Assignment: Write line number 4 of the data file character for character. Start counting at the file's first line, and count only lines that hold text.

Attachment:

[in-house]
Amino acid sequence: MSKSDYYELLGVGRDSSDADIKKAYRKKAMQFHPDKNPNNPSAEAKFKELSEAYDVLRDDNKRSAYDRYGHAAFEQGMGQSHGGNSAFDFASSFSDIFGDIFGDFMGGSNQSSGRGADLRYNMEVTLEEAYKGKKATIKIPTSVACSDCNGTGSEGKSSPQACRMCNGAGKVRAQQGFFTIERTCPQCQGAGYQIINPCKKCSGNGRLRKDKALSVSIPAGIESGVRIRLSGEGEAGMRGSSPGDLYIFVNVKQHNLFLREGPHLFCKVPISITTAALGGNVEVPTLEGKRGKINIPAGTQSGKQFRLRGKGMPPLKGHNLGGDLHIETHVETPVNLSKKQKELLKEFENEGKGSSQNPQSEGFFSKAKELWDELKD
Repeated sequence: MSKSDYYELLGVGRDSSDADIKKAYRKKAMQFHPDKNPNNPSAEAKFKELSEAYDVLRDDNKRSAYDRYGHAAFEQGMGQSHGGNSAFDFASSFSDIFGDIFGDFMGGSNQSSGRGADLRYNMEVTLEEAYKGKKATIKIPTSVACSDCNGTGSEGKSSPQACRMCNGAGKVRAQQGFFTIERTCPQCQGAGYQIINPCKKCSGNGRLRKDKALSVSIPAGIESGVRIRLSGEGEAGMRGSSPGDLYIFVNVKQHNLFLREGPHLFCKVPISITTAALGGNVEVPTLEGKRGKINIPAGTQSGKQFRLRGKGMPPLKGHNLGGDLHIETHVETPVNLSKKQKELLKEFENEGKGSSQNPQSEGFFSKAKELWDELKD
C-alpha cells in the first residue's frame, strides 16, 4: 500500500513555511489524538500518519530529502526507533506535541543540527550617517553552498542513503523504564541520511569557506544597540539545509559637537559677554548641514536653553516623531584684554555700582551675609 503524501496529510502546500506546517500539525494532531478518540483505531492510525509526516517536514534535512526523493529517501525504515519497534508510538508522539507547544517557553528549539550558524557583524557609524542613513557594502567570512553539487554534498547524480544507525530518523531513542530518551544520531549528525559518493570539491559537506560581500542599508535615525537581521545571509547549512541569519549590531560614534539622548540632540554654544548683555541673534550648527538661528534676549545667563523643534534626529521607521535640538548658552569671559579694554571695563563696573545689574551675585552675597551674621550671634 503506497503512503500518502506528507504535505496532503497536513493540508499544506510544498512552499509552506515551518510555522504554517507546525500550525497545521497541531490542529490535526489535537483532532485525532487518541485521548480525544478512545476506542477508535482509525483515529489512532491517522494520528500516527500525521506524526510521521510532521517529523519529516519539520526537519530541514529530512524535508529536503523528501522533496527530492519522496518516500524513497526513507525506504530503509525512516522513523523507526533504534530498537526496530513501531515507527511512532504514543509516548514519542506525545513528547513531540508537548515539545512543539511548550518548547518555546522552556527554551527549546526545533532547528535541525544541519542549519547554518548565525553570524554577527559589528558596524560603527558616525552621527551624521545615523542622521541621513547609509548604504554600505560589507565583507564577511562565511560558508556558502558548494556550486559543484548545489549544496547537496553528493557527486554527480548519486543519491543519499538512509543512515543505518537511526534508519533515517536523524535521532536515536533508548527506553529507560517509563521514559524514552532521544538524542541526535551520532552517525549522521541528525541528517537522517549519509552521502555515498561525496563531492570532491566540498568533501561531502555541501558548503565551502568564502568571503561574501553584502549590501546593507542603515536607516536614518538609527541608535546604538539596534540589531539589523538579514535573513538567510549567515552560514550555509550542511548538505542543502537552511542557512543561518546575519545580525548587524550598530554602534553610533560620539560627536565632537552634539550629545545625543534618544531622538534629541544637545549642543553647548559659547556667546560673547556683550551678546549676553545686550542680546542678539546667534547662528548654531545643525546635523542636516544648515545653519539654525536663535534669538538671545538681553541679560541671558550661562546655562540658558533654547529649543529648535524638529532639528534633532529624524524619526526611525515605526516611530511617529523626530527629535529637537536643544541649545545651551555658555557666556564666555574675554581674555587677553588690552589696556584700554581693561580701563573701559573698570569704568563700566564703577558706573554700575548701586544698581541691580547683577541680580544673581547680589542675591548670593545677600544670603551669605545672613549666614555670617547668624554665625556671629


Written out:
C-alpha cells in the first residue's frame, strides 16, 4: 500500500513555511489524538500518519530529502526507533506535541543540527550617517553552498542513503523504564541520511569557506544597540539545509559637537559677554548641514536653553516623531584684554555700582551675609 503524501496529510502546500506546517500539525494532531478518540483505531492510525509526516517536514534535512526523493529517501525504515519497534508510538508522539507547544517557553528549539550558524557583524557609524542613513557594502567570512553539487554534498547524480544507525530518523531513542530518551544520531549528525559518493570539491559537506560581500542599508535615525537581521545571509547549512541569519549590531560614534539622548540632540554654544548683555541673534550648527538661528534676549545667563523643534534626529521607521535640538548658552569671559579694554571695563563696573545689574551675585552675597551674621550671634 503506497503512503500518502506528507504535505496532503497536513493540508499544506510544498512552499509552506515551518510555522504554517507546525500550525497545521497541531490542529490535526489535537483532532485525532487518541485521548480525544478512545476506542477508535482509525483515529489512532491517522494520528500516527500525521506524526510521521510532521517529523519529516519539520526537519530541514529530512524535508529536503523528501522533496527530492519522496518516500524513497526513507525506504530503509525512516522513523523507526533504534530498537526496530513501531515507527511512532504514543509516548514519542506525545513528547513531540508537548515539545512543539511548550518548547518555546522552556527554551527549546526545533532547528535541525544541519542549519547554518548565525553570524554577527559589528558596524560603527558616525552621527551624521545615523542622521541621513547609509548604504554600505560589507565583507564577511562565511560558508556558502558548494556550486559543484548545489549544496547537496553528493557527486554527480548519486543519491543519499538512509543512515543505518537511526534508519533515517536523524535521532536515536533508548527506553529507560517509563521514559524514552532521544538524542541526535551520532552517525549522521541528525541528517537522517549519509552521502555515498561525496563531492570532491566540498568533501561531502555541501558548503565551502568564502568571503561574501553584502549590501546593507542603515536607516536614518538609527541608535546604538539596534540589531539589523538579514535573513538567510549567515552560514550555509550542511548538505542543502537552511542557512543561518546575519545580525548587524550598530554602534553610533560620539560627536565632537552634539550629545545625543534618544531622538534629541544637545549642543553647548559659547556667546560673547556683550551678546549676553545686550542680546542678539546667534547662528548654531545643525546635523542636516544648515545653519539654525536663535534669538538671545538681553541679560541671558550661562546655562540658558533654547529649543529648535524638529532639528534633532529624524524619526526611525515605526516611530511617529523626530527629535529637537536643544541649545545651551555658555557666556564666555574675554581674555587677553588690552589696556584700554581693561580701563573701559573698570569704568563700566564703577558706573554700575548701586544698581541691580547683577541680580544673581547680589542675591548670593545677600544670603551669605545672613549666614555670617547668624554665625556671629